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Analysis of restrictive and permissive effects of the genome architecture on lineage selection during somatic cancer evolution

Most clinically distinguishable malignant tumors are characterized by specific mutations, specific patterns of chromosomal rearrangements and a predominant mechanism of genetic instability but it remains unsolved whether modifications of cancer genomes can be explained solely by mutations and positive or negative selection through the cancer microenvironment.

It has been suggested that internal dynamics of genomic modifications as opposed to the external evolutionary forces have a significant and complex impact on Darwinian species evolution.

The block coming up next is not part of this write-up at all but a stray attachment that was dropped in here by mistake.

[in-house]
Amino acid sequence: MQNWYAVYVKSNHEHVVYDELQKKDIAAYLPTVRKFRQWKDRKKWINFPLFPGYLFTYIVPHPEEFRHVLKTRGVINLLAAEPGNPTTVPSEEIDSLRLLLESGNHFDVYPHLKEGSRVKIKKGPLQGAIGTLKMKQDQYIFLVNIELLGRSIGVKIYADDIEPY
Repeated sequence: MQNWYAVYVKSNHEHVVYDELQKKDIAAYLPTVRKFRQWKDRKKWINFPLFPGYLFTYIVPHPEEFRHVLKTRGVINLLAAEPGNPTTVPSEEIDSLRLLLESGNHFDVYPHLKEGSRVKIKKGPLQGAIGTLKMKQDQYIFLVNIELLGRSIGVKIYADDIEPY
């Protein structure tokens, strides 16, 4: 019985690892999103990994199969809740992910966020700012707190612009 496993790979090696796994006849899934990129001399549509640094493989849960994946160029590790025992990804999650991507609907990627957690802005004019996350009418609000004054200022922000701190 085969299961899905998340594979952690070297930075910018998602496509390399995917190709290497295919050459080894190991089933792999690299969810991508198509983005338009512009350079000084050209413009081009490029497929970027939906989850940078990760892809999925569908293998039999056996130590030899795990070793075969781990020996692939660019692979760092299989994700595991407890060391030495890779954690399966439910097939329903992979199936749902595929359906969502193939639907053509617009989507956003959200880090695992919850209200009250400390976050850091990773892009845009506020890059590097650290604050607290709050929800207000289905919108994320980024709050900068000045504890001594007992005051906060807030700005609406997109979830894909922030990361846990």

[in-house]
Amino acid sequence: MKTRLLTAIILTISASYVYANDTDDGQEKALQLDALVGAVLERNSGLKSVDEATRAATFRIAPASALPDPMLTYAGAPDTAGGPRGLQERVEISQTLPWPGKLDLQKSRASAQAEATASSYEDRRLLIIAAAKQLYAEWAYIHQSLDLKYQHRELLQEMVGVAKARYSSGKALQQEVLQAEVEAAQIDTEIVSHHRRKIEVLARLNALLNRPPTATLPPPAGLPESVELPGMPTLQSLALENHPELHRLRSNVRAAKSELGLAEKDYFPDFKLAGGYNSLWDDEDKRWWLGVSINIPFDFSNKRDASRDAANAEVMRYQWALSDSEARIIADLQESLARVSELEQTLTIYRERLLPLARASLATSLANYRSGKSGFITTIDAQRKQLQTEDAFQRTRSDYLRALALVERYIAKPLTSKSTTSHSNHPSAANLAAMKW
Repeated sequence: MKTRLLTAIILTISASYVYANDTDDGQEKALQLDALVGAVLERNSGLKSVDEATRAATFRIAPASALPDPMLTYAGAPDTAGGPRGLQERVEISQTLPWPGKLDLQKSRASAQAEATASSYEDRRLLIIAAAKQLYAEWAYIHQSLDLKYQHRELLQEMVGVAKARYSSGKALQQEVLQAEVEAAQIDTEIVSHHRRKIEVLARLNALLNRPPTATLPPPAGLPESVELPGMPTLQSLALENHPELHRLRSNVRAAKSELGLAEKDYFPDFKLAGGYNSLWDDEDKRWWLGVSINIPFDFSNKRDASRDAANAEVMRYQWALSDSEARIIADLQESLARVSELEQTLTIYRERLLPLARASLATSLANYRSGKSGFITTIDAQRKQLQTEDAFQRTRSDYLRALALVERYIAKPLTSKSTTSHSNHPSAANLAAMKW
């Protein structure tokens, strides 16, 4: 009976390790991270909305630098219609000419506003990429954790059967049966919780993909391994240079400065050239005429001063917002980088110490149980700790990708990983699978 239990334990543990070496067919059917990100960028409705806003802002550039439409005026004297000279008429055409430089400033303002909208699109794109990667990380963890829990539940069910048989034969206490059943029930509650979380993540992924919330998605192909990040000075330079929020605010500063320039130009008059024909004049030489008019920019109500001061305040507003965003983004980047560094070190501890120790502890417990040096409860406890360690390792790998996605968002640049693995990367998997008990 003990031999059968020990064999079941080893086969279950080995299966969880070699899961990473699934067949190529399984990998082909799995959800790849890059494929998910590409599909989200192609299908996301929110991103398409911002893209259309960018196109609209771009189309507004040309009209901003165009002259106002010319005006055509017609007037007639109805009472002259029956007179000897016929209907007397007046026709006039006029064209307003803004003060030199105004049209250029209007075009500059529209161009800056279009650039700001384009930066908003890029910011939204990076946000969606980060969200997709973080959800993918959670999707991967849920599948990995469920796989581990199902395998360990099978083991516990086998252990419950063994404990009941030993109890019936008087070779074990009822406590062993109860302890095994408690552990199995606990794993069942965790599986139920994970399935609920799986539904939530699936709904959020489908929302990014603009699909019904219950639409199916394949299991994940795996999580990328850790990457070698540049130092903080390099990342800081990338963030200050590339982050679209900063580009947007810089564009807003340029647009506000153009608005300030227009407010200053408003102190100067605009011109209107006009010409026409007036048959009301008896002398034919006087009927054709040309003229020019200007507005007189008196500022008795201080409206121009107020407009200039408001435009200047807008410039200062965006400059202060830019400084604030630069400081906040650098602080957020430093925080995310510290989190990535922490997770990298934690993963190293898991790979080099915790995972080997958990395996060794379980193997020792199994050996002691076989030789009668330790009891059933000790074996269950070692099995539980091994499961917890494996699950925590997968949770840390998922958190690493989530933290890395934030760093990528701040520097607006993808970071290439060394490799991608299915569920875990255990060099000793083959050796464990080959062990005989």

A similar situation can be expected for somatic cancer evolution as molecular key mechanisms encountered in species evolution also constitute prevalent mutation mechanisms in human cancers.

The principal hypothesis is that permissive or restrictive effects of the genome architecture on lineage selection during somatic cancer evolution exist and have an impact which is comparable in magnitude to the effects of selection by the tumor microenvironment.

The goal of the project is to develop this approach from a systems concept to applicable bioinformatic tools for designing new anti-cancer therapies.

The starting point is a simulation of somatic cancer evolution with unequal sister chromatid exchange as only mutation mechanism (CSim-2000 6.14).

The program package can be downloaded under the GNU Free Documentation License:



Improvements of this program or additional approaches for data mining of cancer genomes and cancer protein function networks are appreciated.